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Discussion Starter #1
Richmond family's dog bites, injures 4-year-old boy - Story | WNYW

Sad story. I hate stories like this, but it happens. This is another reason why I say to never leave children alone with dogs. This was an adopted Rottie found on loose on the street and the trainer did not know it had these types of prey instincts before adopting it out to a family with small children. I think when dogs attack children it's the prey instinct kicking in. Some dogs have it, some dogs don't, but this sort of thing is devastating when it happens to a family
 

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Sorry to read this too. Seems like the kids having the pup under the covers playing rough is what caused it to attack. You can never be too careful and it takes a tragedy sometimes to open peoples eyes and make them understand they absolutely have to teach their kids how to respect the power of the breed. The parenting failed, the kid was injured and the dog paid the price.

When I had 3 Rotts at once and my niece's kids would want to play with them I had supervise closely because along with predatory instincts they also have pack instincts and when 3 dogs outnumber 1 little girl, they might just attack, even if we think they are the sweetest dogs on earth. Better safe than sorry with an injured child, a lawsuit and cancelled homeowner's policy.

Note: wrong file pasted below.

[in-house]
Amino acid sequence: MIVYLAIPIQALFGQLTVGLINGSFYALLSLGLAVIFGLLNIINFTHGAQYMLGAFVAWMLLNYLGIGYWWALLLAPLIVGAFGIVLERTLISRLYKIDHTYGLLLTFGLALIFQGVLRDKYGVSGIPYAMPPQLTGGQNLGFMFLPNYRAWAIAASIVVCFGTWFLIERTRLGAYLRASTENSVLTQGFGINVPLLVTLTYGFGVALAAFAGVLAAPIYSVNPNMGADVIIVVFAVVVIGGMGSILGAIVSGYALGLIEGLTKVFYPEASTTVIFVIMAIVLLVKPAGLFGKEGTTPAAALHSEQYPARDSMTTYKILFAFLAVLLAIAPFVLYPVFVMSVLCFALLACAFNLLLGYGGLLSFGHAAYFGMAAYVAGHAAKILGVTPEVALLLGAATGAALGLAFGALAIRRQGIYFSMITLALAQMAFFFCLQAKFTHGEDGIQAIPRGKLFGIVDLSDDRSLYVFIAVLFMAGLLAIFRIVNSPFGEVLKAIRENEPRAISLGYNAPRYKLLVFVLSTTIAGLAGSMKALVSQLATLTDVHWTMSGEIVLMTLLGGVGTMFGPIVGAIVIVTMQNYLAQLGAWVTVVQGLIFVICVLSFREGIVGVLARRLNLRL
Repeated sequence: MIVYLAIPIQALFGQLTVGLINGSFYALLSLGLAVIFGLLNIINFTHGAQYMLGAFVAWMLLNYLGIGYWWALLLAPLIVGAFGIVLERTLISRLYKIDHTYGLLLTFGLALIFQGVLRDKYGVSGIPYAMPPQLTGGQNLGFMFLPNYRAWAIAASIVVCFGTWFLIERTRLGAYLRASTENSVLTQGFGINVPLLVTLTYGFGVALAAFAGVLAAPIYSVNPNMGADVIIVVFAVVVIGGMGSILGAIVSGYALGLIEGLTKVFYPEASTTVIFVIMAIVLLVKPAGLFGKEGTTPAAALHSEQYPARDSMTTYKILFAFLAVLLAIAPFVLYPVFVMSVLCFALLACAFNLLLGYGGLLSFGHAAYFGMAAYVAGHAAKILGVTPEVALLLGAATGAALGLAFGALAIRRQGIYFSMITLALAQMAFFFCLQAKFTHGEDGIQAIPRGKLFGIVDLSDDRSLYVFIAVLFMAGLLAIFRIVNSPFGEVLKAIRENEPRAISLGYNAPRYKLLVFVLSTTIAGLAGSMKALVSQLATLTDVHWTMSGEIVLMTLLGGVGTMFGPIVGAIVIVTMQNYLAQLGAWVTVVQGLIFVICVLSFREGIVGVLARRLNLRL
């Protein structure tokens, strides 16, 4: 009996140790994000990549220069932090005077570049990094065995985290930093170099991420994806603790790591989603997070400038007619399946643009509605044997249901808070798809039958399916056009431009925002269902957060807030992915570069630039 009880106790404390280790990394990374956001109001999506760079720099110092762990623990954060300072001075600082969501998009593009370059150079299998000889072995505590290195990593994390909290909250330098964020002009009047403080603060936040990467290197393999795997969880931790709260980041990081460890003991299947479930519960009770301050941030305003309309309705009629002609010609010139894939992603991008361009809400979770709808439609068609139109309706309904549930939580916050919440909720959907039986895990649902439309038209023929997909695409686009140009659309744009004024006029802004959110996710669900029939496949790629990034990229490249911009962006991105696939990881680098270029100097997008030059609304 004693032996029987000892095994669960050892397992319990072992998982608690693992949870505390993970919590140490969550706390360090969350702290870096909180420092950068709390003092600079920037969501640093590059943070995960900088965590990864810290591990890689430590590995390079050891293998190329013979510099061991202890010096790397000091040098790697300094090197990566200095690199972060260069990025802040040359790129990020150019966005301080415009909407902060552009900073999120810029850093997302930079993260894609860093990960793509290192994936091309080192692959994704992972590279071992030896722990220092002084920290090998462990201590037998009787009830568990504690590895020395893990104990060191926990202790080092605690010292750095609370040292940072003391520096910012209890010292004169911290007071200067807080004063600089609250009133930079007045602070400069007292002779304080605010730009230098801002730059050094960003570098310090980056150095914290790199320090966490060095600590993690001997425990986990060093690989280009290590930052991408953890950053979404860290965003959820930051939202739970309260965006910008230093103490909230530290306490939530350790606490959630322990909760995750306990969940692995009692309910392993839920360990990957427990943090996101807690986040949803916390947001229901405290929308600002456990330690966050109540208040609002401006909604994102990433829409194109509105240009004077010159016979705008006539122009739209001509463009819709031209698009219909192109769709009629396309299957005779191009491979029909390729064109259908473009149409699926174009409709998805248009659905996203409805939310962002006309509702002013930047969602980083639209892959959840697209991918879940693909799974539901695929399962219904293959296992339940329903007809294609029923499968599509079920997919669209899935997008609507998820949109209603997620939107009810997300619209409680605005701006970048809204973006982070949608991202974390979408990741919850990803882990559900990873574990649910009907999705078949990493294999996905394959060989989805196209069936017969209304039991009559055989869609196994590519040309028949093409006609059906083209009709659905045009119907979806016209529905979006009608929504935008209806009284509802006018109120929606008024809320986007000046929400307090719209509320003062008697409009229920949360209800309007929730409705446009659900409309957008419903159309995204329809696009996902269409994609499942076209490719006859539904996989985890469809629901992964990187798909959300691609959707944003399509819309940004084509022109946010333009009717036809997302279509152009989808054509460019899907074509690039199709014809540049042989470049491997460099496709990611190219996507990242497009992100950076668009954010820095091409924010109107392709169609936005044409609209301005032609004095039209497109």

You hear stories all the time about dogs of various breeds attacking kids and even adults. Just a few weeks back there was a story where a woman was killed and eaten by her 2 Pitbulls she had taken for a walk in the woods. I would think owners of hunting class dogs would have to be extra careful because the hunting dogs are bred to attack small animals.

Last year there was also a black lab and large terrier in our area that grabbed an infant from it's crib and killed it when the mother turned her back for a couple of seconds. These tragedies can always be prevented. You have to know what you are getting when getting a dog especially if you have kids.
 

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Discussion Starter #3 (Edited)
I read that story about the woman with the pit bulls too. She wasn't living with the dogs, her father was taking care of them (perhaps not feeding them enough?) and she was visiting them. She was on her period too... and I have never been attacked when I had that going on by any dog, especially one of my dogs (they have impolitely shoved their noses there, but they have never done more).... the authorities tried to explain it that way.... the smell of blood?.....but it was a weird situation. For every pit bull that is violent there are 100 standing behind him that are nice dogs.... it's a shame. Not that I love pits... I have had my own bad experience with them when two attacked my horse... it's just a shame they fight them. I wish legal penalties for that were much stiffer. Jail them for 10 or 15 years without leniency. Anyone watching a dog fight who doesn't report it gets 5 years. Make the penalties so it's not worth it to fight them... something more than what they are doing now...